Kahil El’Zabar & The Ethnic Heritage Ensemble, 2/14, 8 p.m., $20 ($30 for Couples), All Ages, EastSide Cultural Center, 2277 International Blvd., Oakland. » Buy Tickets.

Con Brio Kiss the Sun EP Release with The Seshen


SF’s super-sexy soul-funk outfit Con Brio has just released their latest EP, Kiss the Sun, and they want you to celebrate with them at The Independent on Valentine’s Day evening! Having built quite a buzz around town, including playing the recent Sly and the Family Stone Tribute at the Fox, the Ziek McCarter-fronted band seems poised for big things. Opening for them are another buzzworthy local outfit, East Bay electro-soul The Seshen, whose wonderfully trip-hoppy live show is worth getting to the venue early for.

Con Brio with The Seshen, 2/14, Doors 8:30 p.m., Show 9 p.m., $15-$18, 21 and over, The Independent, 628 Divisadero St., San Francisco. » Buy Tickets.

The Movement of Movement: Kyle Abraham in Conversation with Alicia Garza


Alicia Garza, Oakland-based co-founder of the #BlackLivesMatter movement, joins dancer and choreographer Kyle Abraham for a conversation about “The Movement of Movement.” With such a powerful title, we have high hopes for the discussion, which revolves around interconnectivity between artistic and social justice movements – a topic Oakulture recently explored in Why Black Art Matters. The talk will be presented at Impact Hub Oakland and is hosted by Yerba Buena Center for the Arts (where “ABRAHAM.IN.MOTION: PAVEMENT” will have its Bay Area Premiere from February 19-20).

“The Movement of Movement: Kyle Abraham in Conversation with Alicia Garza,” 2/16, 7 p.m., Free with RSVP to rgutierrez@ybca.org, All Ages, Impact Hub Oakland, 2323 Broadway, Oakland. » Facebook Event Page.

This Week in Oakulture is curated by Zsa-Zsa Rensch.  Connect with Zsa-Zsa on Twitter at @zsazsa.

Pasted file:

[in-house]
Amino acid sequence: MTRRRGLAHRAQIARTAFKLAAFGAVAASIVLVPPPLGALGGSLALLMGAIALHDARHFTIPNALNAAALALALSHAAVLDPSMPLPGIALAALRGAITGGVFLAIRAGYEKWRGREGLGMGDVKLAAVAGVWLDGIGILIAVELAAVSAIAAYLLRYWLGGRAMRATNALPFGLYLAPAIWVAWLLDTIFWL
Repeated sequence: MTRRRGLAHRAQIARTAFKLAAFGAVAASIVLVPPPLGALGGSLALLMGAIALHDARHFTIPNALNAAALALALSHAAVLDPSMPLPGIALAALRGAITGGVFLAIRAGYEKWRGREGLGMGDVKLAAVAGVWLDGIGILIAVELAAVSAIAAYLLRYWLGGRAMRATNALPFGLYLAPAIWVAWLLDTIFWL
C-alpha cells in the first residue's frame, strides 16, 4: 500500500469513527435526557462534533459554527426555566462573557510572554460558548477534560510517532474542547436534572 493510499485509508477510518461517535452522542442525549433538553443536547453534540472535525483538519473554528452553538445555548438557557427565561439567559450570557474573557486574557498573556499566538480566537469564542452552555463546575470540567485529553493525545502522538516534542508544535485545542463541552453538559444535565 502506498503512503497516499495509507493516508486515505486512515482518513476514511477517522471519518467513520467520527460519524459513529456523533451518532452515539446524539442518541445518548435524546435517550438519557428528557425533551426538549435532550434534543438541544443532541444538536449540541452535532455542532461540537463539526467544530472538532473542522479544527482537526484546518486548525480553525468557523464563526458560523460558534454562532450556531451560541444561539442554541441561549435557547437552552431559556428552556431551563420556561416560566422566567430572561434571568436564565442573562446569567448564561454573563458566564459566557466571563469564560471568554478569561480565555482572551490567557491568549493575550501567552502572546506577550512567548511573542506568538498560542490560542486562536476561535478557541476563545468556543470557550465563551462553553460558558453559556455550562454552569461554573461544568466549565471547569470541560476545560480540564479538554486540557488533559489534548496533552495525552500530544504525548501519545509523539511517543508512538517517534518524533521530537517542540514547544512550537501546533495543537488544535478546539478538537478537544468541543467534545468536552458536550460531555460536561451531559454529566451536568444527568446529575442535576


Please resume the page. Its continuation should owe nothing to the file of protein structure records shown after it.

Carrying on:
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Sly Stone Tribute Show Takes the Musical Legend’s Legacy Higher

This is what 175 local musicians onstage at the same time looks like

This is what 175 local musicians onstage at the same time looks like

Reportedly, some 175 local musicians were involved in UnderCover Presents’ production of “Sly & the Family Stone’s Stand,” a tribute to the Bay Area band’s classic album, released in 1969. Seemingly all of them were on the Fox Theater’s spacious stage simultaneously during Saturday night’s encore of “Thank You Fallettin Me Be Mice Elf Agin.” Having already tacked all nine proper songs on the Stand album, not to mention sneaking in snippets of other Family Stone hits, it seemed only natural to end what had been a monumental undertaking with yet another of Sly’s eternal  classics.

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The wide expanse of humanity onstage resembled nothing so much as the personification of “Everyday People,” Stand’s biggest hit, and one which had been performed earlier in the evening by rock & roll act Tumbleweed Wanderers. From left to right, the stage was awash in colorful, vibrant folks of several ethnicities singing, dancing, and playing instruments together – MLK’s dream rendered in stage lights for all to see. At the time of its release, “Everyday People” was a manifesto of social acceptance, an urging for “different strokes for different folks.” Despite our cultural, political, and ideological differences, Stone pleaded, “We got to live together.” The statement remains as true now as it was then.